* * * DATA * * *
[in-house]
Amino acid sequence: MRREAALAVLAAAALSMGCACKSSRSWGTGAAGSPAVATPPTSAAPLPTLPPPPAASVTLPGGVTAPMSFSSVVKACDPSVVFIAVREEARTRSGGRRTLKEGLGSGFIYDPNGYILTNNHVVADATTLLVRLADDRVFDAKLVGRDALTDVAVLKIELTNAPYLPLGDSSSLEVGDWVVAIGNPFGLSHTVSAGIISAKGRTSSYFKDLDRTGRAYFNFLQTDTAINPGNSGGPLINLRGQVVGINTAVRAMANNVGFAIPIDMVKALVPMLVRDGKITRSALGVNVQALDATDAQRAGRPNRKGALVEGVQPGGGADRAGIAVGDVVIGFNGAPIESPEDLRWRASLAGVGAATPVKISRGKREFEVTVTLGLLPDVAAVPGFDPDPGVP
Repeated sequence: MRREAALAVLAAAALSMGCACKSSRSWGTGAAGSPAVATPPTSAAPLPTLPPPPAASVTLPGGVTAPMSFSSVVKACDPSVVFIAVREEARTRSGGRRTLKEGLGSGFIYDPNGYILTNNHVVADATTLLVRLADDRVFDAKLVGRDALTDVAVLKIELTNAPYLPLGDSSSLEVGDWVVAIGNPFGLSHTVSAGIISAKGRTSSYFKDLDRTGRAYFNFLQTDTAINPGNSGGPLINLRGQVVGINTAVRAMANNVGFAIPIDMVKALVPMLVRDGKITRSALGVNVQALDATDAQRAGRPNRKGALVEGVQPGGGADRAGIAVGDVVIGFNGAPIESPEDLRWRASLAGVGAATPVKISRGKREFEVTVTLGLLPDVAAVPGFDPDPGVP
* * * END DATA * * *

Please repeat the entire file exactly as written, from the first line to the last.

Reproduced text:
[in-house]
Amino acid sequence: MRREAALAVLAAAALSMGCACKSSRSWGTGAAGSPAVATPPTSAAPLPTLPPPPAASVTLPGGVTAPMSFSSVVKACDPSVVFIAVREEARTRSGGRRTLKEGLGSGFIYDPNGYILTNNHVVADATTLLVRLADDRVFDAKLVGRDALTDVAVLKIELTNAPYLPLGDSSSLEVGDWVVAIGNPFGLSHTVSAGIISAKGRTSSYFKDLDRTGRAYFNFLQTDTAINPGNSGGPLINLRGQVVGINTAVRAMANNVGFAIPIDMVKALVPMLVRDGKITRSALGVNVQALDATDAQRAGRPNRKGALVEGVQPGGGADRAGIAVGDVVIGFNGAPIESPEDLRWRASLAGVGAATPVKISRGKREFEVTVTLGLLPDVAAVPGFDPDPGVP
Repeated sequence: MRREAALAVLAAAALSMGCACKSSRSWGTGAAGSPAVATPPTSAAPLPTLPPPPAASVTLPGGVTAPMSFSSVVKACDPSVVFIAVREEARTRSGGRRTLKEGLGSGFIYDPNGYILTNNHVVADATTLLVRLADDRVFDAKLVGRDALTDVAVLKIELTNAPYLPLGDSSSLEVGDWVVAIGNPFGLSHTVSAGIISAKGRTSSYFKDLDRTGRAYFNFLQTDTAINPGNSGGPLINLRGQVVGINTAVRAMANNVGFAIPIDMVKALVPMLVRDGKITRSALGVNVQALDATDAQRAGRPNRKGALVEGVQPGGGADRAGIAVGDVVIGFNGAPIESPEDLRWRASLAGVGAATPVKISRGKREFEVTVTLGLLPDVAAVPGFDPDPGVP